In table 1 below we take the next step and associate both implied and realized volatility with tradable products. The column labelled “Current “vol” products” lists products using the respective volatility either as an underlying or from which’s market prices volatility is derived from.

In particular, implied volatility is the price determinant for EURO STOXX 50® Index Options. Implied volatility is also the underlying of VSTOXX® Futures and Options that settle against a volatility forecast, the rolling 30-day implied volatility index derived from EURO STOXX 50® Index Options prices. Realized volatility, on the other hand, can be traded through products such as OTC variance & volatility swaps and listed Variance Futures.

Let us conclude this section on “current vol products” with an example of how these products are currently used in the market. A directional oriented investor is particularly interested in both the timing and execution in listed futures and options that settle against implied volatility – our VSTOXX® Futures and Options. The more recent market stress observed in October 2014 illustrates this challenge. Let us assume an investor entered a long volatility position in the first week of September as a tail risk hedge against an equity market downturn.

We see that implied volatility rose in the run up of market moving events, and that the VSTOXX® Index and VSTOXX® Futures prices then fell off sharply from these peaks as uncertainty became a fact. To maximize trading profits, investors in implied volatility products must actively manage positions and exit from strategies when they perceive an event to have transpired. Besides the roll costs associated with maintaining a long futures position, calendar spreads in VSTOXX® Futures can help to mitigate this timing risk as the spread between the front and second month VSTOXX® Futures widened and stayed wide. However, realized products offer investors additional exposure, at which daily observed volatility or variance levels are counted towards the payoffs of respective listed and OTC derivatives. They provide additional returns and performance in the aftermath of a market shakeup, as realized daily returns are also accrued when volatility is receding from peaks, but is still trading at elevated levels.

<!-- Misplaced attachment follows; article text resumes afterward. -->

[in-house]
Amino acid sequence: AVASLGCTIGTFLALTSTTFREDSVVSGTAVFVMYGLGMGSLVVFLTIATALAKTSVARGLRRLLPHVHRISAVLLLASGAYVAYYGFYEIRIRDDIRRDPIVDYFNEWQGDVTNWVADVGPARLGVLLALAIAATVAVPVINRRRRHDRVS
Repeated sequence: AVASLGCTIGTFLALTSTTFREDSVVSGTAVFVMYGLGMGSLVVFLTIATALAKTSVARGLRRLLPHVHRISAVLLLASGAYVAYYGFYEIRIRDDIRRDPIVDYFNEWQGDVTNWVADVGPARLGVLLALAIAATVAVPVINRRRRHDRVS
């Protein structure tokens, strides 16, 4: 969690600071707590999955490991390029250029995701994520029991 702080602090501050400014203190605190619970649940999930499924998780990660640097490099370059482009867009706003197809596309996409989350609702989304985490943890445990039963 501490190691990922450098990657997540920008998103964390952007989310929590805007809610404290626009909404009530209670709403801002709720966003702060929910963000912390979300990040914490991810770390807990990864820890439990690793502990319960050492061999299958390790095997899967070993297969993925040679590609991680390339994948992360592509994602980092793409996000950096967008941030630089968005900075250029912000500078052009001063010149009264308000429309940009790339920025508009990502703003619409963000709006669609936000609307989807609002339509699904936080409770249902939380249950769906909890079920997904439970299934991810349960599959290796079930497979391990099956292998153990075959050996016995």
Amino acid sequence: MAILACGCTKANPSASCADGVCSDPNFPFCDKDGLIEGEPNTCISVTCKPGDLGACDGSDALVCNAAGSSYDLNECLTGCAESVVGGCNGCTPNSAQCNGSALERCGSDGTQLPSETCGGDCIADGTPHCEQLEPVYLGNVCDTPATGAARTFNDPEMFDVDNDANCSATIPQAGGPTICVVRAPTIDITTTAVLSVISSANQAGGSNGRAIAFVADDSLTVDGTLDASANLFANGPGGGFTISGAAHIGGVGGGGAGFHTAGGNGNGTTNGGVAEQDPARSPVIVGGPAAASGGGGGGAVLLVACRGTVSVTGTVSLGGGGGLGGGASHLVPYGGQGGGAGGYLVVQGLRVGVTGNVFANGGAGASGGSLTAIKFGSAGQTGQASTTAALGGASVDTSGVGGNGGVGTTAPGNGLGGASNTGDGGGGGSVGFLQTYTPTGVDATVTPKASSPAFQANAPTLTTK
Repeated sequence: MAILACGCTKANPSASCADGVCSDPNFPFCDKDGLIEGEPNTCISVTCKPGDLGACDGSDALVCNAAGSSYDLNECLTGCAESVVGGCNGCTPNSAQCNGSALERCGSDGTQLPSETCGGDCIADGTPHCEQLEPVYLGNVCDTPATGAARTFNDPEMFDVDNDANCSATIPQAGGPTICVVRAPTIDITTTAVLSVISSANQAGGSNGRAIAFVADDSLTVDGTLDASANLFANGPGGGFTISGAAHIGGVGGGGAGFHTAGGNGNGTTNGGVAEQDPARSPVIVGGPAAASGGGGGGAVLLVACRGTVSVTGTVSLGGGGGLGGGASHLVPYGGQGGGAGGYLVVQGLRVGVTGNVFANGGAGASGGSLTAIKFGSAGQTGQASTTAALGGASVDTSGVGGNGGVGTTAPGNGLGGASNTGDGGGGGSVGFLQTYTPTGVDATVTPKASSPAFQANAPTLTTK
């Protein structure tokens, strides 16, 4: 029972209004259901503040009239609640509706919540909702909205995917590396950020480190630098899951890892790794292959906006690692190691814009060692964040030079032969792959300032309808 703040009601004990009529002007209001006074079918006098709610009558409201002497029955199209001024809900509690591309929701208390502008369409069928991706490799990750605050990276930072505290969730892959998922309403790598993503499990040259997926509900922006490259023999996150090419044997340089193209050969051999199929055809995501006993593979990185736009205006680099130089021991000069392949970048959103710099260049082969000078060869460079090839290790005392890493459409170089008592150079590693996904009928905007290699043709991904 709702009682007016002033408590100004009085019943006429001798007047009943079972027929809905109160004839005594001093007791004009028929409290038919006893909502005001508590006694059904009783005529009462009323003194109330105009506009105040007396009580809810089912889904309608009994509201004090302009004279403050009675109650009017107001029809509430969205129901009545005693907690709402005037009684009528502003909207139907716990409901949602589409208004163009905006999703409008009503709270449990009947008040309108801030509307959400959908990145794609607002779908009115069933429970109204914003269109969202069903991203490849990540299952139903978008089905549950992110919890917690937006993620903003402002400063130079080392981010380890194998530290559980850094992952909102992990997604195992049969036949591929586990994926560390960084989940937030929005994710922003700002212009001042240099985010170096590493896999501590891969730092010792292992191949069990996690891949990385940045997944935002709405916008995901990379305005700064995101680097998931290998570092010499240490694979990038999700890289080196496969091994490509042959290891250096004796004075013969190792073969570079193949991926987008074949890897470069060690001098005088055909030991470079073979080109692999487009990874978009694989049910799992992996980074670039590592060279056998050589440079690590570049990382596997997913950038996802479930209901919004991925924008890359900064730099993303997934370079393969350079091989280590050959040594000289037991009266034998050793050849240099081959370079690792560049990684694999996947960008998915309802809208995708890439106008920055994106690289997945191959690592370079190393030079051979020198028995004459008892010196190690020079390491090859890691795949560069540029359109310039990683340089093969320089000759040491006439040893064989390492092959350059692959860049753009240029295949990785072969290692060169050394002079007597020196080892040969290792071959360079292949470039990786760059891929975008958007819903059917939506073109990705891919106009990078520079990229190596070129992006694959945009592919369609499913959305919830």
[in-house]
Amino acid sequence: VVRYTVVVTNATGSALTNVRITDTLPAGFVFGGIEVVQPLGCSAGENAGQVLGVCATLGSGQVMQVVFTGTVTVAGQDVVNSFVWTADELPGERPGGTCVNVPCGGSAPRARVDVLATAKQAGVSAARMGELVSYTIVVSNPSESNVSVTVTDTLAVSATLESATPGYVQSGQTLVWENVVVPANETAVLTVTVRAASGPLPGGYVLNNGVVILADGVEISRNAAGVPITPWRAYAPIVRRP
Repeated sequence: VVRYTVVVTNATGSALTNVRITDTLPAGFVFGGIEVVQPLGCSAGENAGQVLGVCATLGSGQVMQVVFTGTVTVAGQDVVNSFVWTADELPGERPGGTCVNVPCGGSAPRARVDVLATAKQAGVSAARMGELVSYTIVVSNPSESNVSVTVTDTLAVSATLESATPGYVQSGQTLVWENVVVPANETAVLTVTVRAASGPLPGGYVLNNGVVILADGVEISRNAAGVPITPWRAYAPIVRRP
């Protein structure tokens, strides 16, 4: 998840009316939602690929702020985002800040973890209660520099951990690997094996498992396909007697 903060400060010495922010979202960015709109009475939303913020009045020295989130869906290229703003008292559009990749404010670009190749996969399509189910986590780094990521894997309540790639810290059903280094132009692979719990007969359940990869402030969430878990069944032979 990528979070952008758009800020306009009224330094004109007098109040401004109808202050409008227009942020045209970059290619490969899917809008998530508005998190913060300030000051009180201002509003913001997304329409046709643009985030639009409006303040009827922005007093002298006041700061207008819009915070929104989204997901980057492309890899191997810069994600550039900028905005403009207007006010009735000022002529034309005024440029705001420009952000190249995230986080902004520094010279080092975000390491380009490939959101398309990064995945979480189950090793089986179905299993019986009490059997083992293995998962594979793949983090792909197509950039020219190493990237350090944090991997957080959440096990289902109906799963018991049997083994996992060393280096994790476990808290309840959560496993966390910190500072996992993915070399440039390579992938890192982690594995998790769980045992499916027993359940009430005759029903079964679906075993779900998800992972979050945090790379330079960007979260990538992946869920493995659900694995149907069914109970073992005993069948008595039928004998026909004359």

Two steps forward

After defining realized and implied volatility, as well as a first set of products designed to provide explicit exposure to these risk measures, we move on and investigate new potential products related to volatility of volatility. This means to combine the term “volatility of volatility” with labels like “realized” and “implied” ending up, for example, with something called “implied volatility of implied volatility” or “implied volatility of realized volatility”. What exactly are these measures and how could we use them to either manage our risk or gain new and interesting exposures? The right column of Table 1 provides an overview of the possible “combinations” as well as an indication which products could potentially be explored to trade them.

For cash and index derivatives trading, investors analyse implied volatility seeking price guidance and potential future direction. Likewise, as volatility investors, we focus on available market information derived from listed and OTC volatility trading instruments, as an efficient positioning in these products depends highly on prevailing market levels. This is best expressed in terms of “implied volatility of implied volatility”, the volatility implied out of VSTOXX® Options. We extracted this information in our first paper of this series in terms of at-the-money implied volatility and extend it here by applying the calculation methodology used for the actual VSTOXX to the proposed Volatility of VSTOXX® Index.1 In particular this requires a summation over the set of out-of-the-Money VSTOXX® option prices as outlined in the VSTOXX Index Guide.2